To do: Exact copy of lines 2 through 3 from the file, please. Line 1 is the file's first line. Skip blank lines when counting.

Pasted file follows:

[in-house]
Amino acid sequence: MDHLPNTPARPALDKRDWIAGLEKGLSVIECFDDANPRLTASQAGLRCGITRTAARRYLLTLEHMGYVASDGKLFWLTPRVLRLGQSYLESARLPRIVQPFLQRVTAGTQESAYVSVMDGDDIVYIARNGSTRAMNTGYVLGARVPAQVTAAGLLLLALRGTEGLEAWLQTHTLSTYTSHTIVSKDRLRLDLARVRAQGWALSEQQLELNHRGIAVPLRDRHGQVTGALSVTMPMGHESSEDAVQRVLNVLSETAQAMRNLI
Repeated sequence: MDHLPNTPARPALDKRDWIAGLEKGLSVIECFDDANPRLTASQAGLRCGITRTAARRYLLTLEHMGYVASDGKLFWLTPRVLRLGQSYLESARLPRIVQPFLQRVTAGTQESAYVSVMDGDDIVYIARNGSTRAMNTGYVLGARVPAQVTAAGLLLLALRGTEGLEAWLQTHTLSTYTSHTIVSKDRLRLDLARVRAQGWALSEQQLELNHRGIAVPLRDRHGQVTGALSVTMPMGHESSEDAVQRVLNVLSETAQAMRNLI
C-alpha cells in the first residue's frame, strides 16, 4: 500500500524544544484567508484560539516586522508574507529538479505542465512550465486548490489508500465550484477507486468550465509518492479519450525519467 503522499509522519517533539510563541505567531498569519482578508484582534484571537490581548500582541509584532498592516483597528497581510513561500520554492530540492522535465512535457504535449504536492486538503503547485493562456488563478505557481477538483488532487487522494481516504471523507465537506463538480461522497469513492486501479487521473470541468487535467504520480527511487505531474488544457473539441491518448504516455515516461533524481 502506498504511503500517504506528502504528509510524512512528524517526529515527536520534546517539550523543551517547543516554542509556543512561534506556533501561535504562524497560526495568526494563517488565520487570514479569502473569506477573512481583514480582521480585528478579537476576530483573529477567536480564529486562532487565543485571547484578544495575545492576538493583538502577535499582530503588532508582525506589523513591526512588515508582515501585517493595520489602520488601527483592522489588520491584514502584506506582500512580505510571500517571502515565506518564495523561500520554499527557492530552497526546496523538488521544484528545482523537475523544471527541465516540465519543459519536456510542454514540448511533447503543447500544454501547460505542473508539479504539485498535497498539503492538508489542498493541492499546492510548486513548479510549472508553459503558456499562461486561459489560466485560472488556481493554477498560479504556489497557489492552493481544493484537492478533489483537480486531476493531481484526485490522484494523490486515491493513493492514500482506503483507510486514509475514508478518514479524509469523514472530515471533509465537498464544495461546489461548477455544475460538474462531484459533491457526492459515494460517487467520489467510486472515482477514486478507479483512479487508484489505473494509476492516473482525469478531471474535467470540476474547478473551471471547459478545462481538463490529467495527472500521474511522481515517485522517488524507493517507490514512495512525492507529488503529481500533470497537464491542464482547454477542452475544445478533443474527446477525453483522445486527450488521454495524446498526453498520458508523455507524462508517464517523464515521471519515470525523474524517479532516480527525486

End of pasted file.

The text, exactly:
Amino acid sequence: MDHLPNTPARPALDKRDWIAGLEKGLSVIECFDDANPRLTASQAGLRCGITRTAARRYLLTLEHMGYVASDGKLFWLTPRVLRLGQSYLESARLPRIVQPFLQRVTAGTQESAYVSVMDGDDIVYIARNGSTRAMNTGYVLGARVPAQVTAAGLLLLALRGTEGLEAWLQTHTLSTYTSHTIVSKDRLRLDLARVRAQGWALSEQQLELNHRGIAVPLRDRHGQVTGALSVTMPMGHESSEDAVQRVLNVLSETAQAMRNLI
Repeated sequence: MDHLPNTPARPALDKRDWIAGLEKGLSVIECFDDANPRLTASQAGLRCGITRTAARRYLLTLEHMGYVASDGKLFWLTPRVLRLGQSYLESARLPRIVQPFLQRVTAGTQESAYVSVMDGDDIVYIARNGSTRAMNTGYVLGARVPAQVTAAGLLLLALRGTEGLEAWLQTHTLSTYTSHTIVSKDRLRLDLARVRAQGWALSEQQLELNHRGIAVPLRDRHGQVTGALSVTMPMGHESSEDAVQRVLNVLSETAQAMRNLI